Toronto
4 min

The city that always sleeps

The downtown is turning into the suburbs

HAPPY NOISY PEOPLE. Have Church St residents become old and cranky? Credit: Xtra files

There was a brief period in the early to mid-1990s when staid old Toronto was one of the top tourist choices for gay men across North America.



Thanks to establishments like notorious sex bar the Bijou, the backrooms at places like Kurbash and the Barn, the risqué antics that took place at Remington’s and our many bathhouses, we drew visitors from such formerly freedom-loving cities as New York, South Beach and San Francisco for adult fun.



Those days have vanished. The back rooms were all quietly closed, the Bijou and Remington’s were busted in the late ’90s and one of the bathhouses, long considered to be inviolate after the battles that were fought in the early ’80s, was assaulted for, of all things, a lesbian event. Even such harmless and private affairs as the Barn’s naked Sunday get-togethers were attacked.



A number of bars closed but very few new ones opened. Church St’s once renowned party atmosphere is on the wane. And it appears there are a number of people in the neighbourhood who see that as a good thing.



Although Kyle Rae, the only openly-gay city councillor, is an easy target to blame for Church St’s decline, the truth is, Rae’s simply representing his constituents. Those constituents have changed radically over the last eight years. Some of them seem to think that they have the right to demand that a downtown neighbourhood in Canada’s largest city not behave like a downtown neighbourhood in Canada’s largest city. So what happened?



For one, we’ve all gotten older. A great many former club kids and bar flies are now middle-aged men and women whose nights of nocturnal drug taking are long behind them. Just like their straight contemporaries, certain queer people have been stricken with a sort of middle-aged amnesia that makes them feel a good night’s sleep for them on a Friday or Saturday night is more important than a night on the town for a younger generation.



Factor into this a sizeable portion of the populace dealing with health problems and too much time on their hands, then add a new straight demographic that wants to eschew the commute to the suburbs for the convenience of downtown living and suddenly we have a whole new influx of people attempting to force their timetable onto a neighbourhood that has never marched to the same tune, or timetable, as the rest of the city.



There is a rancid whiff of hypocrisy about all of this. Al- though it can’t be denied that the neighbourhood does go through a rather noisy period after last call on the weekends, it must also be said that those of us who work from our homes during the day or make our living in the evening are not given the same consideration as those who work a so-called “typical” nine to five job. Any complaints about daytime noise are not given the same weight.



The complainers would do well to remember that, for some of us, a screaming baby, the endless pitter patter of childish feet on the floor above us, the surround sound television experience from the next apartment, a barking dog left alone for hours on end or loud domestic squabbles are every bit as annoying at 10am as a group of drunk fags outside of Five or Woody’s at 3am.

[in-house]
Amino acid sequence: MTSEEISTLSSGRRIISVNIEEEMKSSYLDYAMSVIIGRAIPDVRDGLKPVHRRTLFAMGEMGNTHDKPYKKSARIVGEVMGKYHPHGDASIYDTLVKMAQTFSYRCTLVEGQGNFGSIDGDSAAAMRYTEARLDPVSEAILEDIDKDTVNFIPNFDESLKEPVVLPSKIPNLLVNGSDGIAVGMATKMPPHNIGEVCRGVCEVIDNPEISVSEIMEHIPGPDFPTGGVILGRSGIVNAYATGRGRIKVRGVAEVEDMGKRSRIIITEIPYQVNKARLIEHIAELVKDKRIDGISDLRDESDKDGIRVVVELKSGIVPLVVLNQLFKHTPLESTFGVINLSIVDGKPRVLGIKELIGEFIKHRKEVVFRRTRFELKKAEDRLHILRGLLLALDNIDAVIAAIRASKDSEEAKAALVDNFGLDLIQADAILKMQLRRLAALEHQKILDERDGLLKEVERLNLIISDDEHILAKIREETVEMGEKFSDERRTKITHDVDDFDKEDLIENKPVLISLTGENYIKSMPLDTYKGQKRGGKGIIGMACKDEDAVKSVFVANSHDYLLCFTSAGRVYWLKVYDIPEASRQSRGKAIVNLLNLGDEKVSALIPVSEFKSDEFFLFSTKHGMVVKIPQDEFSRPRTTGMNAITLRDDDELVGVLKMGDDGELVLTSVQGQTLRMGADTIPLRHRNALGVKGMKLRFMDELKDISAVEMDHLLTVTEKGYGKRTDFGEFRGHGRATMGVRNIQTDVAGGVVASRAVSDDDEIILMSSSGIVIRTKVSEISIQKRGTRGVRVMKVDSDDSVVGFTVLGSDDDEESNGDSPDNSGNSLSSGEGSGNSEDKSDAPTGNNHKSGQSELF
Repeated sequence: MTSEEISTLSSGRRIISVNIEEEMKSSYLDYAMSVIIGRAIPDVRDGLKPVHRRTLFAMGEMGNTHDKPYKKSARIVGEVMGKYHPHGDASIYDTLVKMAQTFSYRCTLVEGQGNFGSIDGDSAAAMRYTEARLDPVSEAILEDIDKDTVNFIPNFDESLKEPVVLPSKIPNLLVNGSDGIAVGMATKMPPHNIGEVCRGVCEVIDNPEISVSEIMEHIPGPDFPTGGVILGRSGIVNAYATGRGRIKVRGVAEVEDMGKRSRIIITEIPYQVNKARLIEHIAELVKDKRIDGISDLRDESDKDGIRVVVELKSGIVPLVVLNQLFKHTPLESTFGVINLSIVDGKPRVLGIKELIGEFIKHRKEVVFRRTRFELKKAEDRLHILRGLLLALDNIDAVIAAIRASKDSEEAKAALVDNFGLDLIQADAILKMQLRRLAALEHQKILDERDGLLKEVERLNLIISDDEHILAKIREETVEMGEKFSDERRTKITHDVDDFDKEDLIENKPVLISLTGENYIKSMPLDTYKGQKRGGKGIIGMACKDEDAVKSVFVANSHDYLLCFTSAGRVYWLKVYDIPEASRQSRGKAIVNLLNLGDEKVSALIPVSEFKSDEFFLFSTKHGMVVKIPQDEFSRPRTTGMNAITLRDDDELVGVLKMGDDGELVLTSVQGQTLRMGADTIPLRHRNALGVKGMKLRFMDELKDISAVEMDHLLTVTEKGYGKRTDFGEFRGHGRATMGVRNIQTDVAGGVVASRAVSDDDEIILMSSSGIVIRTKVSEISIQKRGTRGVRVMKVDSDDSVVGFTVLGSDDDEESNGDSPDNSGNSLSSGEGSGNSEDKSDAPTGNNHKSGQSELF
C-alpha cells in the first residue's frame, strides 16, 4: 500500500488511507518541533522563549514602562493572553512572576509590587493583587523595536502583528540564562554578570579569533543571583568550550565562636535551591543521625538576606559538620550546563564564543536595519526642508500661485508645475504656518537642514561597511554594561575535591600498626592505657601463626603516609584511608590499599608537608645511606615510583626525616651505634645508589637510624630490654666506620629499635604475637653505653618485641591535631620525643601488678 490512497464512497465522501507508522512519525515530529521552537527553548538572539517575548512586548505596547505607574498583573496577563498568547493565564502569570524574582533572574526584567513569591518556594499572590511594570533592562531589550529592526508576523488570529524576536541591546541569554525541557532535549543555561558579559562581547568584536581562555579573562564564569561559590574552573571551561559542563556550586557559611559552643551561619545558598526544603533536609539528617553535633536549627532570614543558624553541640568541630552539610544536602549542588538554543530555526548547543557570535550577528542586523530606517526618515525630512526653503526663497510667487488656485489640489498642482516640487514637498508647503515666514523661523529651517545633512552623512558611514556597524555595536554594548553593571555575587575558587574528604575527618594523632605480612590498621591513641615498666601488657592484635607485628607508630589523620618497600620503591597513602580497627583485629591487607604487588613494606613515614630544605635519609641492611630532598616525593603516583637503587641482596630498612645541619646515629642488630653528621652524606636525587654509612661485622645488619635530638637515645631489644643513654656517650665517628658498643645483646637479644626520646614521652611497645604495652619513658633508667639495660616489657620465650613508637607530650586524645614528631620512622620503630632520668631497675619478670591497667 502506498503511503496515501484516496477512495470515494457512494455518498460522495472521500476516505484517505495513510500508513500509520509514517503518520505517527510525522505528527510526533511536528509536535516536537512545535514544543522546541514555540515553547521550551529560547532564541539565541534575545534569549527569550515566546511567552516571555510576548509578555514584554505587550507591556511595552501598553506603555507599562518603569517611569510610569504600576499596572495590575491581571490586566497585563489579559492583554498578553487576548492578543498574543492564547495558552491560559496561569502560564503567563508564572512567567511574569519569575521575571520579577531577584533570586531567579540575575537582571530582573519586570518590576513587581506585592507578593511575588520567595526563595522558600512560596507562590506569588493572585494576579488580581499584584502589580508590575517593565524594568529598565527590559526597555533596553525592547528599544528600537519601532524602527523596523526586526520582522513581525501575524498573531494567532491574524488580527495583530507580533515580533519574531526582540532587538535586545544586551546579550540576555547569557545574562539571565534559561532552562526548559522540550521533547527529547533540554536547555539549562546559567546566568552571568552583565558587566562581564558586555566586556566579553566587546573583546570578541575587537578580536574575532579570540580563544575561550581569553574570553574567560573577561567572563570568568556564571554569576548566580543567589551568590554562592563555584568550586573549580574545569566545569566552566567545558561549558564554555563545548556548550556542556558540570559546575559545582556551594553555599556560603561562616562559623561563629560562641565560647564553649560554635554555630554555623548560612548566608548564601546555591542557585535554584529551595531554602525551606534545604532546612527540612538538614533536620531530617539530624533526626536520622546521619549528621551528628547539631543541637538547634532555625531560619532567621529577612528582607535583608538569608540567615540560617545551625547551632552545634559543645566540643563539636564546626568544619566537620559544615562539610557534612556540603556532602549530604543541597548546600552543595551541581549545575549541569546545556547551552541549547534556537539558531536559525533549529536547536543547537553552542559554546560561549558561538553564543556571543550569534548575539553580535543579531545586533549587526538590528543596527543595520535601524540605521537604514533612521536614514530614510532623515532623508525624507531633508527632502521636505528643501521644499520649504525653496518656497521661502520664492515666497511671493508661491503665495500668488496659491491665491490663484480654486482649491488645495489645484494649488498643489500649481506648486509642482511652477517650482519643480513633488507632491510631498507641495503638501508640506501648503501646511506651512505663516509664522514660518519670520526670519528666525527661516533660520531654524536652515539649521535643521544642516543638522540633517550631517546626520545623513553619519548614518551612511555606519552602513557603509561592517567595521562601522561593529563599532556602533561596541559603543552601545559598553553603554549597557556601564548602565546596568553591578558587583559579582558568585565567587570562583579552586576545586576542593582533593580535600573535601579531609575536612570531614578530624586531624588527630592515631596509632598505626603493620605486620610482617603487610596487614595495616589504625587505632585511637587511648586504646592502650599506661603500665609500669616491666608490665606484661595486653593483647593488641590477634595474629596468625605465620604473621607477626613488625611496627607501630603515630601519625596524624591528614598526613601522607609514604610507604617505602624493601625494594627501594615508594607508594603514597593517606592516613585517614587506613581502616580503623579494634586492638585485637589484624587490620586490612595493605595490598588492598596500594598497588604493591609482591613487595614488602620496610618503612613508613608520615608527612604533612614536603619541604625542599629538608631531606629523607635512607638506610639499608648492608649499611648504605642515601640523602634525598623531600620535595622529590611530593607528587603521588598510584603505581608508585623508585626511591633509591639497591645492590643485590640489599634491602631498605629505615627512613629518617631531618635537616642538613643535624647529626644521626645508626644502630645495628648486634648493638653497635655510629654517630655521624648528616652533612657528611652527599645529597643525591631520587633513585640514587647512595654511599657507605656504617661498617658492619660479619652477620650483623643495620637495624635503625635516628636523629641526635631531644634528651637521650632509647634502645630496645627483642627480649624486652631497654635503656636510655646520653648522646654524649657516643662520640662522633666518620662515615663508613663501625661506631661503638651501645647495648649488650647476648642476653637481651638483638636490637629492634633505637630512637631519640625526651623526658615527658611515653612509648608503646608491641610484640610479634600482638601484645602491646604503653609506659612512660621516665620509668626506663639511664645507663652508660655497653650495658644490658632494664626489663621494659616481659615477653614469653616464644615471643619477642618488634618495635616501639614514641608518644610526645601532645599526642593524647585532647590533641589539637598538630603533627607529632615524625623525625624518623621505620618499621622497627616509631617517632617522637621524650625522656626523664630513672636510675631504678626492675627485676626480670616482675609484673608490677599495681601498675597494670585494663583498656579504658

History has shown, no matter how many clubs are closed, no matter how many relatively safe and private places of sexual congress are closed, the need for certain people to celebrate their lives, their sexuality or their lack of a day job is not going to go away.



To the contrary, these people will find other, less secure places to indulge in these activities. Do we really want to return to the days of sleazy boozecans, illicit sex in public spaces and wandering the very streets people hope to keep quiet because there’s no place to go after last call?



If you live downtown you are occasionally going to be inconvenienced by late night revelry. Toronto is a vast city with many different neighbourhoods, most of them far quieter than the Church St corridor. If the nightlife in the neighbourhood bothers you so much and you’re averse to buying earplugs, then move. There are certainly far quieter areas of the city. Or better yet, relocate to someplace like Edmonton, Calgary or Winnipeg, where the city planners have done such a reprehensible job that the downtown areas after the close of the business day are practically post-nuclear attack in their desolation. You’ll get all the sleep you need there.



If Toronto hopes to become the “world class” city it’s always claiming to be, it’s not going to happen by making it harder for people to have a good time in the downtown core. In fact, our inept and easily frightened mayor and the city councillors who give too much credence to a vocal minority of whiners would do far better to consider making Toronto’s downtown area more liberal than it currently is.



The city should be looking at ways to implement a safe area for our prostitutes and the people who patronize them, the legalization of marijuana and places to consume it, as well as the reopening of sex clubs and enough dance bars that people aren’t forced to line up outside for an hour at midnight.



They might also want to consider extending bar hours so all of the patrons aren’t turned out onto the streets at the same time every night. As Amsterdam and London has proven, a city can and should be a great many things to a great many people. And the one thing any downtown area must be in order to draw people to it is vibrant, alive and, yes, slightly notorious.



If you’re looking for a suburban lifestyle head for the suburbs, honey.



*Brad Fraser will be hosting the show Jawbreaker, on the digital station PrideVision this fall.